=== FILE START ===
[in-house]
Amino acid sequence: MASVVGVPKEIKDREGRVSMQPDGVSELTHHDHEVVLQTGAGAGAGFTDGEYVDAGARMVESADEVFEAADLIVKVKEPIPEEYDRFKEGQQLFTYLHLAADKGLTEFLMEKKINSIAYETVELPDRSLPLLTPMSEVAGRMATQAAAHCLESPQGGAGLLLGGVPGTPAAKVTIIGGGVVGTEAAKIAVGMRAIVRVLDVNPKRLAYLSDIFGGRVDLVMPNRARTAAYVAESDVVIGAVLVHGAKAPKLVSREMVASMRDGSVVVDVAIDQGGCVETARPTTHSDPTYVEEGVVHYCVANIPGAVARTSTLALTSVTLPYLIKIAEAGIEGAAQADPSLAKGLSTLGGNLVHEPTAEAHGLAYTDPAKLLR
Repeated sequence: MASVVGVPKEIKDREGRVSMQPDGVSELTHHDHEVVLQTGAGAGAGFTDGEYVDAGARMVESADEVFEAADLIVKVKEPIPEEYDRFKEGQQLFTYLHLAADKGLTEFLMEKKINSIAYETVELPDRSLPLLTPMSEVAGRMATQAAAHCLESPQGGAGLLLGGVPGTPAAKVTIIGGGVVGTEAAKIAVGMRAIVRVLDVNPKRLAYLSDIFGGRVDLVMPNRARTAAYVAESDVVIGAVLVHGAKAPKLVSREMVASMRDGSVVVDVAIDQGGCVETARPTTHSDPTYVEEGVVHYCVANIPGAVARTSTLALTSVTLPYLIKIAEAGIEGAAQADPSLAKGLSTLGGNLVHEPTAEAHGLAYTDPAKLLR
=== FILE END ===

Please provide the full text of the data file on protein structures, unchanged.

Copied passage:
[in-house]
Amino acid sequence: MASVVGVPKEIKDREGRVSMQPDGVSELTHHDHEVVLQTGAGAGAGFTDGEYVDAGARMVESADEVFEAADLIVKVKEPIPEEYDRFKEGQQLFTYLHLAADKGLTEFLMEKKINSIAYETVELPDRSLPLLTPMSEVAGRMATQAAAHCLESPQGGAGLLLGGVPGTPAAKVTIIGGGVVGTEAAKIAVGMRAIVRVLDVNPKRLAYLSDIFGGRVDLVMPNRARTAAYVAESDVVIGAVLVHGAKAPKLVSREMVASMRDGSVVVDVAIDQGGCVETARPTTHSDPTYVEEGVVHYCVANIPGAVARTSTLALTSVTLPYLIKIAEAGIEGAAQADPSLAKGLSTLGGNLVHEPTAEAHGLAYTDPAKLLR
Repeated sequence: MASVVGVPKEIKDREGRVSMQPDGVSELTHHDHEVVLQTGAGAGAGFTDGEYVDAGARMVESADEVFEAADLIVKVKEPIPEEYDRFKEGQQLFTYLHLAADKGLTEFLMEKKINSIAYETVELPDRSLPLLTPMSEVAGRMATQAAAHCLESPQGGAGLLLGGVPGTPAAKVTIIGGGVVGTEAAKIAVGMRAIVRVLDVNPKRLAYLSDIFGGRVDLVMPNRARTAAYVAESDVVIGAVLVHGAKAPKLVSREMVASMRDGSVVVDVAIDQGGCVETARPTTHSDPTYVEEGVVHYCVANIPGAVARTSTLALTSVTLPYLIKIAEAGIEGAAQADPSLAKGLSTLGGNLVHEPTAEAHGLAYTDPAKLLR